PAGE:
Published - Reaching Into the Past to Build Future Success

Van Cleef & Arpels is known in the watch world for its whimsical and bejeweled timepieces like those in its “Poetic Complications” collection, but the Parisian company has also returned to a simpler era by rereleasing the slim, elegant Pierre Arpels watch.

The company took advantage of the Salon International de la Haute Horlogerie in Geneva last month to present the timepiece, which features an unusually straightforward dial design.

The Pierre Arpels is actually a contemporary interpretation of the PA49, a round quartz watch designed in 1949 by Pierre Arpels, the nephew of the company’s founders, Alfred Van Cleef and Estelle Arpels, for his own use. The watch was eventually commercialized and sold to the general market in the 1970s, and then reworked in different versions, including one with a square face.

The original watch, just 5 millimeters, or 0.2 inches, thick, featured a white dial with a slightly matte finish, hours marked in Roman numerals, and two simple black batons for the hands. The distinctive design had twin central supports to secure the dial to the black leather strap, instead of the usual lateral attachments. 

The 2012 version inspired by this classic keeps the central supports, giving the impression that the round dial is suspended in space. It also retains the Roman numerals, but the center of the dial is now adorned with a honeycomb motif that the company says recalls a black-tie shirt pattern. The crown is set with a diamond. The new version is slightly thicker, at 5.79 millimeters, to accommodate the mechanical movement. 

The Pierre Arpels profile is slightly beveled, while the black alligator patent leather of the bracelet is now manually glued, doing away with visible stitching. The mechanical manual-winding watch is equipped with a Piaget 830 P movement, similar to that in Piaget’s Alpino. 

In an interview at Van Cleef’s office in Paris, Pamela Egeileh, the product manager for Europe, the former Soviet republics and the Middle East, noted that while the PA49 had continued to sell over the years, it was not really a typical Van Cleef offering. 

“This is really the first very simple masculine collection we’ve launched in a long time,” she said. “It is what was missing in our collection. We didn’t really have a watch for men that was very simple.” 

Yannis Casse, Van Cleef’s wholesale manager for Europe, said that retail buyers at the watch salon last month said they saw the watch as having a wide appeal to both men and women because its dial comes in two sizes, 38 or 42 millimeters, and can be set with diamonds encircling the dial.

Wei Koh, the Singapore-based editor of the watch magazine Revolution, said that he believed the watch’s classical design and slim profile expressed a more global resurgence of neoclassical aesthetics in watchmaking, motivated by the idea that in times of economic uncertainly people want to buy things that will endure.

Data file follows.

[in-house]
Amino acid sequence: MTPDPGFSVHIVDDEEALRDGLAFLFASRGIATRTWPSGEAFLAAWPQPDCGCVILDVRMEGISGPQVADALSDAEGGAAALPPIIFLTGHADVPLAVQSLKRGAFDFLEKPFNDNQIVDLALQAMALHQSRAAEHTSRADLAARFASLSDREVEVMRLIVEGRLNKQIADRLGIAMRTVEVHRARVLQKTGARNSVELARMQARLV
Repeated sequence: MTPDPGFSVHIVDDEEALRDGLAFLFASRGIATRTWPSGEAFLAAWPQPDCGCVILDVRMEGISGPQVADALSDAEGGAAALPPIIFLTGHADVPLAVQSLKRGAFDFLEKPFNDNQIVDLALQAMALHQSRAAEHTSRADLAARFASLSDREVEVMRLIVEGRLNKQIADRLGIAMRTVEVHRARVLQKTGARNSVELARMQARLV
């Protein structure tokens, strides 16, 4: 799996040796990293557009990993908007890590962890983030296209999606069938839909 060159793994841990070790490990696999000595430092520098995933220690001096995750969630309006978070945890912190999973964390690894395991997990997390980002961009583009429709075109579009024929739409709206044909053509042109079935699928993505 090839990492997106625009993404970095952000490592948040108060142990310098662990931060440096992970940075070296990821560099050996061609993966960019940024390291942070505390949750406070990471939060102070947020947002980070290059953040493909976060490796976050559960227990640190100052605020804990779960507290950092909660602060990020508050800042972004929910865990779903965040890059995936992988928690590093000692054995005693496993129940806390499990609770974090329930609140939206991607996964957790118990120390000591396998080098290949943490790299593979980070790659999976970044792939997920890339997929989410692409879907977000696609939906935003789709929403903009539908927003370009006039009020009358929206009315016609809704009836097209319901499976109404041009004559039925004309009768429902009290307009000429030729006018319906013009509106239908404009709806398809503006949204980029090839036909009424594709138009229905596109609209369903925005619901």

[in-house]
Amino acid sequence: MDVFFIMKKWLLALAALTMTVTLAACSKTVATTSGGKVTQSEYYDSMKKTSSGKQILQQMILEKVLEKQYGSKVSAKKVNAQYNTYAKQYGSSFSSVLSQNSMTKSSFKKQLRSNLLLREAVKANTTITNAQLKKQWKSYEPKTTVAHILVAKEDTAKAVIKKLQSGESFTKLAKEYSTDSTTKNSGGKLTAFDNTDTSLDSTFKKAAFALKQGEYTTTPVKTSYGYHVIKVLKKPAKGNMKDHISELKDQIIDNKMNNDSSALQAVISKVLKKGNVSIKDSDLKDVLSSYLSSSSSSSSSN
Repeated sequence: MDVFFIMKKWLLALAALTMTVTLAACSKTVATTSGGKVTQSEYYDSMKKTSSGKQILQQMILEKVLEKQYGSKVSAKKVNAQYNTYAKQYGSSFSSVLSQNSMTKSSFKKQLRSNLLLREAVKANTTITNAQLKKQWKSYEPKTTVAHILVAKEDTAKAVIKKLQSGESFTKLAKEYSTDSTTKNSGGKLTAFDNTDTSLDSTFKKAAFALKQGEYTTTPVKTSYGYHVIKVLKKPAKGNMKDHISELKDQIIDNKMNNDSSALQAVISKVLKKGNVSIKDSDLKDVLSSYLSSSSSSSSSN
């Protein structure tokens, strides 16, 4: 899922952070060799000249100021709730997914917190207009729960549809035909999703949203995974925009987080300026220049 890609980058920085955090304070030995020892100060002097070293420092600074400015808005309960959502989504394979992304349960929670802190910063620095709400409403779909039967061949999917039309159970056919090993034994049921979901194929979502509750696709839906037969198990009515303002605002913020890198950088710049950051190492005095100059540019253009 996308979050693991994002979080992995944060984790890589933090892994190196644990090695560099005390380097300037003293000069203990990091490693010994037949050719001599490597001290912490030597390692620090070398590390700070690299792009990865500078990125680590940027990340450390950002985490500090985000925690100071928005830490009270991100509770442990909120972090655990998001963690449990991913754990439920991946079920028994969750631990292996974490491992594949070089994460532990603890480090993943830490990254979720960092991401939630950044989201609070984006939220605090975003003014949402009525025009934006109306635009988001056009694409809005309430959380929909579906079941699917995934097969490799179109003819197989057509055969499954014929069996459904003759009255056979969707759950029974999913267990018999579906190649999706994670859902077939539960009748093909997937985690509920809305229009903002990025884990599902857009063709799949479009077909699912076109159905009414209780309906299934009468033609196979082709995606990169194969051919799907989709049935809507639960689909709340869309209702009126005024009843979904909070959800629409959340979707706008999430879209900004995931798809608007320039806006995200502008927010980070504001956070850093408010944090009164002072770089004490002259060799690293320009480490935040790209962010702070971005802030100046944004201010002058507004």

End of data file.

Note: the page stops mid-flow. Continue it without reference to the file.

He called the Pierre Arpels an “example of a brand intelligently reaching into its past to write what will undoubtedly be its future commercial success.” The watch will also appeal to Chinese consumers, he added, an increasingly important luxury market. 

Blending such storytelling with timekeeping has been the foundation of Van Cleef & Arpel’s “Poetic Complications” collection since its beginnings in 2007. 

By mixing richly decorated enameled dials with the use of automatons, the French jeweler has burnished its high-end watchmaking credentials while offering whimsical romantic tales.

Case in point: Its “Le Pont des Amoureux” won the Ladies’ Watch Prize of the 10th Grand Prix d’Horlogerie de Genève in November.

This year, its “Poetic Wish” watches, in versions for men and women, display romantic scenes of the Eiffel Tower and Notre Dame. Introduced last month in Geneva at the Salon International de la Haute Horlogerie, Van Cleef & Arpels has gone one step further with technology on these watches by creating a minute repeater timepiece with an unconventional movement. The hammer striking the hours and minutes sits vertically in the middle of the ring-shaped gongs, instead of being adjacent to the dial.

  They strike two spiral shaped gongs, one for the hours and the other for five minutes. Five patents have been filed for this repeater movement, which was conceived by Jean-Marc Wiederrecht and his team at Agenhor, an independent Geneva-based atelier specializing in mechanical modules for movements of prestigious watch brands.

As the romantic Parisian scenes unfold through 3 automatons, the animation comes to life thanks to the pusher at 2 o’clock which also triggers the five-minute repeater.

On the Lady Arpels Poetic Wish, the silhouette of a young woman moves slowly from the left to the center of the dial to indicate the exact hour. She is on a ledge of the Eiffel Tower, with Notre Dame Cathedral in the distance.

A second automaton, a mother-of-pearl cloud, moves toward her. When the two meet, the bells of Notre Dame ring out to strike the hour. A kite then appears from behind the cloud and flies across the sky to indicate the minutes. 

For the dial of the men’s watch, the Midnight Poetic Wish, a young man standing on a terrace of Notre Dame moves toward the center.

A diamond shooting star appears from behind the mother-of-pearl cloud flying across the sky to indicate the minutes. His moonlight view is of the Eiffel Tower, and the ledge where his beloved awaits.

This story was first published in the IHT on Feb 21